Last week in the first part of this Fact Friday, we showed you Rembrandt’s painting Girl in a Picture Frame from 1641. This painting is part of a “set” of two paintings, although we can’t really consider them pendants. Our question was, ‘What other painting are we referring to?’ This week it’s time for the answer! It’s Rembrandt’s painting A Scholar at his Writing Table from 1641, part of the collection of the Royal Castle in Warsaw.
The first records mentioning Girl in a Picture Frame and A Scholar at his Writing Table as pendants date from 1769, when they were part of Kamecke’s collection in Berlin. In reality the pictures are not pendants, despite the fact they were considered to constitute a pair for most of their history. In Rembrandt’s pendants, men’s portraits are always the left piece and the sitters in both portraits face each other, as we have seen for instance in the case of Jacob Trip and Margaretha de Geer.
Rembrandt’s Girl in a Picture Frame and A Scholar at his Writing Table were most likely linked together by their given titles at the time: Jewish Bride and Father of the Jewish Bride. These panels were also cut to a similar size: picture pairs were often more popular on the art market than single works.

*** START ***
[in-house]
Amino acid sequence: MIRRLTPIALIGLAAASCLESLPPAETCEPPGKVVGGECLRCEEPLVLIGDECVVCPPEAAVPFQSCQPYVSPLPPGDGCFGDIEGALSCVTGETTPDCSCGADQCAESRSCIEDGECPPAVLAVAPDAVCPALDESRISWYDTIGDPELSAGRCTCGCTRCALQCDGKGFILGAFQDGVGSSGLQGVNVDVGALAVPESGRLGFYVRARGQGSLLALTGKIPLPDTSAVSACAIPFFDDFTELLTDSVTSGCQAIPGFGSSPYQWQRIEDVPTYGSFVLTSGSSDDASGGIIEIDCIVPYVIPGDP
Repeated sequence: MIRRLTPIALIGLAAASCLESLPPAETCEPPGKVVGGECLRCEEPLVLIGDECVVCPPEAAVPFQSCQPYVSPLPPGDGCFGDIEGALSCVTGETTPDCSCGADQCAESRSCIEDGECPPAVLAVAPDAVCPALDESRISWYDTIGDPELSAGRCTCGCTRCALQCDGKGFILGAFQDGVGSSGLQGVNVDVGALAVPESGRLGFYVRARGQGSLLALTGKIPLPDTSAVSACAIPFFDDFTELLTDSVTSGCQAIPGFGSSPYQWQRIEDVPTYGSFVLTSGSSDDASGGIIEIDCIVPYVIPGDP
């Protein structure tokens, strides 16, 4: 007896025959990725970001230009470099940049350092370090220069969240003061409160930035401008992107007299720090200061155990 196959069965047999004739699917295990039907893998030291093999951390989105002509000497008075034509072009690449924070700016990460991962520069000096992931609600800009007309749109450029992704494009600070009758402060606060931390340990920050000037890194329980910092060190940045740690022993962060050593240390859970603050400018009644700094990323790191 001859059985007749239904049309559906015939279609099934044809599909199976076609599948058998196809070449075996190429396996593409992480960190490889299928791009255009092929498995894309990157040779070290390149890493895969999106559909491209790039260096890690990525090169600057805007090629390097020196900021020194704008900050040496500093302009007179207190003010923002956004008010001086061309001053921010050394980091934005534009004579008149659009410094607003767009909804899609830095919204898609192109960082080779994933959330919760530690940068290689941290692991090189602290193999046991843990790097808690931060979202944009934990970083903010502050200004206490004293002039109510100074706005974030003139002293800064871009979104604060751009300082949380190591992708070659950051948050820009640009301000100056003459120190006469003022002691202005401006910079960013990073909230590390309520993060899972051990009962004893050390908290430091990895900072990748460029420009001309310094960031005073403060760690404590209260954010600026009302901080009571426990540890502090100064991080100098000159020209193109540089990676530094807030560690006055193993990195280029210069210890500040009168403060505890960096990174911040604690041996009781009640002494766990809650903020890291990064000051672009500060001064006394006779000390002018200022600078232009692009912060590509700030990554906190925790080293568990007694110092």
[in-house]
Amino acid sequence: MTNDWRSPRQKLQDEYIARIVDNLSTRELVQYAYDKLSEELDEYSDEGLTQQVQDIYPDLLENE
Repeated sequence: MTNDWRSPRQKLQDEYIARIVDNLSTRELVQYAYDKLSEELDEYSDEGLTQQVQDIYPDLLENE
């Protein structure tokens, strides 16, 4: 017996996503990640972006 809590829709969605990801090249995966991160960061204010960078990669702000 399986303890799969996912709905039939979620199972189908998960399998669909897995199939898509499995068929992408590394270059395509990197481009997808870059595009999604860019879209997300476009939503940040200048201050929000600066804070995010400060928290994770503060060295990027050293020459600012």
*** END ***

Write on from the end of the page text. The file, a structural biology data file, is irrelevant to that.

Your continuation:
When we zoom in on The Scholar at his Writing Table, we see an old bearded man sitting at a table with an open book on it. He’s wearing a dark fur coat and black beret, and seems to ponder over his writings. As with Girl in a Picture Frame, Rembrandt has applied a hint of illusionism in this painting; the book seems to be crossing the painting’s physical surface, into the observer’s world.
On the left: Rembrandt, Girl in a Picture Frame, 1641. Royal Castle, Warsaw. On the right:. Rembrandt, A Scholar at his Writing Table, 1641. Royal Castle, Warsaw.
[Source: J. Chernichowska, R. Dmowska, A. Nowicka, ‘Two paintings by Rembrandt: “Girl in a picture frame” and “Scholar at his writing table” from the collection of the Royal Castle in Warsaw – history, examination and conservation.’, 2011]